The DACI model includes the following groups and designations:

  • Driver: This is the person who drives the decision-making process. Although multiple drivers are sometimes used, the entire process is simplified by relying on one driver for the entire implementation.
  • Approver: The approver has the final say over all decisions affecting the implementation.
  • Contributors: Staff members who are contributing in some way to the implementation (by providing feedback or hands-on participation) are considered contributors.
  • Informed: Teammates with no direct input or influence over the implementation. They are, however, kept up-to-date about the progress. This group likely makes up the majority of your workforce.

The level of training and user access on your ATS system an individual requires will vary according to where they fall within the DACI model.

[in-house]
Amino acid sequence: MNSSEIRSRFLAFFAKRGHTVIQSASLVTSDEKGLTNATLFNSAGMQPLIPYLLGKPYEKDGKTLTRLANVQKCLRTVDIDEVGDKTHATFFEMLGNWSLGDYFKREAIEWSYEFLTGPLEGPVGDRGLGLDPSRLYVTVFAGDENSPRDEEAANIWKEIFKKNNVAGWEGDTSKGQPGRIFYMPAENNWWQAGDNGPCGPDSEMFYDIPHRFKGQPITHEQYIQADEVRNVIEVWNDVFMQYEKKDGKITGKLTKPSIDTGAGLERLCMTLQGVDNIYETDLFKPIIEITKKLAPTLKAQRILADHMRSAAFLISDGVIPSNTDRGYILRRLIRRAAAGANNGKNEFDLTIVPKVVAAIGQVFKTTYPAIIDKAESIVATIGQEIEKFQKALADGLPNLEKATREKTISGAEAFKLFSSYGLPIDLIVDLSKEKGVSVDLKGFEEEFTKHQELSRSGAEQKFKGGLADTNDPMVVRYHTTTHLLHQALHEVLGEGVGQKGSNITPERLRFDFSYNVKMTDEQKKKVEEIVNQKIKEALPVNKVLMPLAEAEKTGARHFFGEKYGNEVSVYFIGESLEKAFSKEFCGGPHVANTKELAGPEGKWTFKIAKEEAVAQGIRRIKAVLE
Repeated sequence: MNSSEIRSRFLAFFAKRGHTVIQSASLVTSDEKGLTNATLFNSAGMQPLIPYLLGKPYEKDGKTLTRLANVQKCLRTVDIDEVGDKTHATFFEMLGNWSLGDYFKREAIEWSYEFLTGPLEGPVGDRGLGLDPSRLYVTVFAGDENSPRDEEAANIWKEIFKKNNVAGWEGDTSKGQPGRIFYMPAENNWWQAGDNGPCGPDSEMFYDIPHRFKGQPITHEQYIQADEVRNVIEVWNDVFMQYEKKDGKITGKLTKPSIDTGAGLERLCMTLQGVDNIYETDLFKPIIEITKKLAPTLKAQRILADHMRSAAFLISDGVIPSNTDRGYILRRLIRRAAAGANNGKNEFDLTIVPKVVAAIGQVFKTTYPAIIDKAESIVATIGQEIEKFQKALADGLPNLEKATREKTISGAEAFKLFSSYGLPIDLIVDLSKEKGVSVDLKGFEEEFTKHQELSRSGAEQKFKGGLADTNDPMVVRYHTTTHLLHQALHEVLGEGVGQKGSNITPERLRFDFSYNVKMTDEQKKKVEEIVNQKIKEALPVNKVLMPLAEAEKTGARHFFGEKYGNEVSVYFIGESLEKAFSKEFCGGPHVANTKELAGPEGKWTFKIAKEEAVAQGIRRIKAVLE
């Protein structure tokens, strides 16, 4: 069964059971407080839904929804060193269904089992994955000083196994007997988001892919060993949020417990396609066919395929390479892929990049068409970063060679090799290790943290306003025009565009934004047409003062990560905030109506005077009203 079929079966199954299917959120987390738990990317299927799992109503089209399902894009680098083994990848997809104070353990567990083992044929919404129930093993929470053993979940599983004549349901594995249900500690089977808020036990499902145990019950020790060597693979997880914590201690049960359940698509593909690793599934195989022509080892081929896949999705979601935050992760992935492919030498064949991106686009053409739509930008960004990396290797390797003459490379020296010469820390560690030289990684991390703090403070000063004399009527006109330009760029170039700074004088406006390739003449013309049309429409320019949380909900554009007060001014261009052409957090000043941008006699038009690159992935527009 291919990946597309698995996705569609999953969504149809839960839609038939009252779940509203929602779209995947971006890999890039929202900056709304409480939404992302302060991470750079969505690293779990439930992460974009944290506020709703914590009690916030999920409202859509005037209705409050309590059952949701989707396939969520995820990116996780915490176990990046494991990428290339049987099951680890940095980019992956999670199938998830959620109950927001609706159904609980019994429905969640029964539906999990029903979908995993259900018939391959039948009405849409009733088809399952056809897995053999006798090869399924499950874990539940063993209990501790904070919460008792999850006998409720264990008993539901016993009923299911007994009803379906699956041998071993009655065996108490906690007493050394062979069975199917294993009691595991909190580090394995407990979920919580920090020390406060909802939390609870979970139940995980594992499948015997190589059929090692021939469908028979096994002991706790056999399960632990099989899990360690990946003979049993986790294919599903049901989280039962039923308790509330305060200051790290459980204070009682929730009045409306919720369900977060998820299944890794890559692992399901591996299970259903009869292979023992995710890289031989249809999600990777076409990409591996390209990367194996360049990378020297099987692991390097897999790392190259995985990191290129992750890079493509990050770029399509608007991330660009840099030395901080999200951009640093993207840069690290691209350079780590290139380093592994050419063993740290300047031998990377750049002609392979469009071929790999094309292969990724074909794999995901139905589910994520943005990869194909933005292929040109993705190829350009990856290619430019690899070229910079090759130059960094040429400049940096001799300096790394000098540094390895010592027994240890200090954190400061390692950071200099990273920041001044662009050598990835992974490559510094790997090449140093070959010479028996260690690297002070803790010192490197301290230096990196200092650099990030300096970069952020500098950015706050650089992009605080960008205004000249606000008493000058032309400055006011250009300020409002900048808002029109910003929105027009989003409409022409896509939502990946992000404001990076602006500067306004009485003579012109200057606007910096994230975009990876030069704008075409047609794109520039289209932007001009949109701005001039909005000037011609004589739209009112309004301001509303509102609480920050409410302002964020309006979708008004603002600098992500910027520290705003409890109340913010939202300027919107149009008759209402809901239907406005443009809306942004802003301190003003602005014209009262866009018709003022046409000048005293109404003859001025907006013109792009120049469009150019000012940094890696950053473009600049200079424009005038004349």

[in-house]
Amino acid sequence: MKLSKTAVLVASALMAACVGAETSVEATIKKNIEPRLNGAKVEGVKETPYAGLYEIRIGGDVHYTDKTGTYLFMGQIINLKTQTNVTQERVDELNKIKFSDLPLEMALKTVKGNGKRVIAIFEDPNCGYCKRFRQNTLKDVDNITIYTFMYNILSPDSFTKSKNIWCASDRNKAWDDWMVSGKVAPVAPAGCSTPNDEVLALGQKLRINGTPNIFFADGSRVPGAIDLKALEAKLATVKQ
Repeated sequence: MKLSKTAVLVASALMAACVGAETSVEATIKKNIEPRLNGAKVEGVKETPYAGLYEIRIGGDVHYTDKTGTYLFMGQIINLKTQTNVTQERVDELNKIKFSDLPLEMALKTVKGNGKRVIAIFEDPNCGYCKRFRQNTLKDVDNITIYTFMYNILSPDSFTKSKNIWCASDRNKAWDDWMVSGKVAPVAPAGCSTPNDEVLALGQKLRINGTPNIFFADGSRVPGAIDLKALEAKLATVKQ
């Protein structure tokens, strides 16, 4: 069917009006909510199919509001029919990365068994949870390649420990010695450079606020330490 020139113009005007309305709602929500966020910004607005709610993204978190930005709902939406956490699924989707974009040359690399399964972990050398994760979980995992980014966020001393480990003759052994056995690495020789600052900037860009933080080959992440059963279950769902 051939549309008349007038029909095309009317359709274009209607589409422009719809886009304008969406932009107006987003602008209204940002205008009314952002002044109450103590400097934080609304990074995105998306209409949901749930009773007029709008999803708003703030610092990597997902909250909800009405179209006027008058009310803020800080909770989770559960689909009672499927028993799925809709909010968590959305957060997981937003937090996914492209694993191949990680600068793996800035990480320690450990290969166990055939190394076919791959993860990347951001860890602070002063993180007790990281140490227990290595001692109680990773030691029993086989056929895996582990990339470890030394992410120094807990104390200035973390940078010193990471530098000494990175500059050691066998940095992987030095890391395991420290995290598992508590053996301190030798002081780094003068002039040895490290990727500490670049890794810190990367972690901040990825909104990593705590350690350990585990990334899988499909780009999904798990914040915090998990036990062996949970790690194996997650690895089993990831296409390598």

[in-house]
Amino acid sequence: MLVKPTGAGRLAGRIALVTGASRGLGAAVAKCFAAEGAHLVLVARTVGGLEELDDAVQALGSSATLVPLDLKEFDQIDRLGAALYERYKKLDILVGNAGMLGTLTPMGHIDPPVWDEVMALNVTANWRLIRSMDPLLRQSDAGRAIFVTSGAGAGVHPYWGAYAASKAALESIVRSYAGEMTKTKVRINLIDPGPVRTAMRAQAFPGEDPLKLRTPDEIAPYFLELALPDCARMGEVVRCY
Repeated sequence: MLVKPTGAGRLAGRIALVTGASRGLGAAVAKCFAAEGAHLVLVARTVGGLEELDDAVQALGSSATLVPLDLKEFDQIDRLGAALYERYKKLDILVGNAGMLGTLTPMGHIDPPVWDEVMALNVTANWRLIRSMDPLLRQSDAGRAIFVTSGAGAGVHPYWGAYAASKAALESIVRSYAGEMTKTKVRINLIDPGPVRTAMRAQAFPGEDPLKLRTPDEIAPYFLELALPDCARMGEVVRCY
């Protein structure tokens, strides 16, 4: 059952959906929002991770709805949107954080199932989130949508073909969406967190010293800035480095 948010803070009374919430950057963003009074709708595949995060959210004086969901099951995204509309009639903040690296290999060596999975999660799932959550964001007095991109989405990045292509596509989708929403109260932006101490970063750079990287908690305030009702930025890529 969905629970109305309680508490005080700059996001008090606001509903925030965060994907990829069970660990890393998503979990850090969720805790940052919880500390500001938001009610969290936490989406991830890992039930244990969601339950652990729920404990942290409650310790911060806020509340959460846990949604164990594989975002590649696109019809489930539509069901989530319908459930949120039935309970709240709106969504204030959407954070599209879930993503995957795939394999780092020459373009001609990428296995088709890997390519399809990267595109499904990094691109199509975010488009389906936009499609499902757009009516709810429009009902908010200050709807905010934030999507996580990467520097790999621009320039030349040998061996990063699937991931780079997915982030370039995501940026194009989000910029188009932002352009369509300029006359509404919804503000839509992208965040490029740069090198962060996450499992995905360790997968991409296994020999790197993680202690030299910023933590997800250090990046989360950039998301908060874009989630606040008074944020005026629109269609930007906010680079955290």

For higher-ranking individuals, drivers and approvers, professional training with the vendor or a third party may be necessary. Contributors may need less technical training. Your company can use the vendor’s own portal and resources as a training tool for internal orientation sessions before your go-live date.

An ATS implementation team uses recruiting metrics to monitor the success of their new ATS.

Testing and Feedback

You’ve established your metrics and benchmarks for the success of your ATS implementation. Now it is time to see if reality measures up.